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The Memory Experience

BMJ 2006; 333 doi: (Published 10 August 2006) Cite this as: BMJ 2006;333:357
  1. Balaji Ravichandran, editor (
  1. studentBMJ

    When the first George Bush boldly proclaimed the 1990s to be “the decade of the brain,” little did he realise how much the public's enthusiasm for neuroscience would grow. This should come as no surprise—our brains, after all, make us who we are, providing us with a sense of identity. And the media have been particularly astute in picking up stories about the mind.

    The BBC is no exception, and has commissioned a series of programmes—mostly on radio, but also on television—spanning two months, dedicated to, as it calls it, “the memory experience.”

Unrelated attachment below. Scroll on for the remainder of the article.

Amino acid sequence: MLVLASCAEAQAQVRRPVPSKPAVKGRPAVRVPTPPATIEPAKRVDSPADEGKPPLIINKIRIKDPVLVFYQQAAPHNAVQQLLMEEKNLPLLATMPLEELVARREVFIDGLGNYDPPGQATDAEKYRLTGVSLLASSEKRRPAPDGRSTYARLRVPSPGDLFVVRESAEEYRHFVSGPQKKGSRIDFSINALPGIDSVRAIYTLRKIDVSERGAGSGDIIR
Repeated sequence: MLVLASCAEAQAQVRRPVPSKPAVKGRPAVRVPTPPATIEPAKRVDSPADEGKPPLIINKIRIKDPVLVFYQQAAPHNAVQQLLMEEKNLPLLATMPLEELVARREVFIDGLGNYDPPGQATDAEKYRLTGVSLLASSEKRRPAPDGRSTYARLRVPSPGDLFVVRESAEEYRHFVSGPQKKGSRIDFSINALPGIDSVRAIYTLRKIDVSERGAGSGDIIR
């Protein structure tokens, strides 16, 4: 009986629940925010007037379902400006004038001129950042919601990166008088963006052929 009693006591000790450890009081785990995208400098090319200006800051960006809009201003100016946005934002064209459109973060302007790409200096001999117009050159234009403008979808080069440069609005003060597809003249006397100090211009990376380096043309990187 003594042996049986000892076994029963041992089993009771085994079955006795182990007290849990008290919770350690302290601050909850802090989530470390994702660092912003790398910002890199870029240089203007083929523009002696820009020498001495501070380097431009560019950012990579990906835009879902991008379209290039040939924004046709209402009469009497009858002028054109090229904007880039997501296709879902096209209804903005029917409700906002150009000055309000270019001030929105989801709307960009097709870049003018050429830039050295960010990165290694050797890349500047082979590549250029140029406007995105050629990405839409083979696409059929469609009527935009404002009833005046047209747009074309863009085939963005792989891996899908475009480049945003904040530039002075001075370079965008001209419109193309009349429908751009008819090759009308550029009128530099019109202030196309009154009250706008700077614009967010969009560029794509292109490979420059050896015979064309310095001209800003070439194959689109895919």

A two hour live special on a hot Saturday morning (22 July) might not have been the ideal way to begin the series. But it seems to have worked—almost. Presenters Mariella Frostrup and Mark Porter, a doctor and broadcaster, invited experts and special guests to provide “insights” into the cycle of human memory—from memory in the neonatal period to memory in the final decades of human life.

    What began as an interesting programme, though, became a source of worry within the first 15 minutes. Without a …

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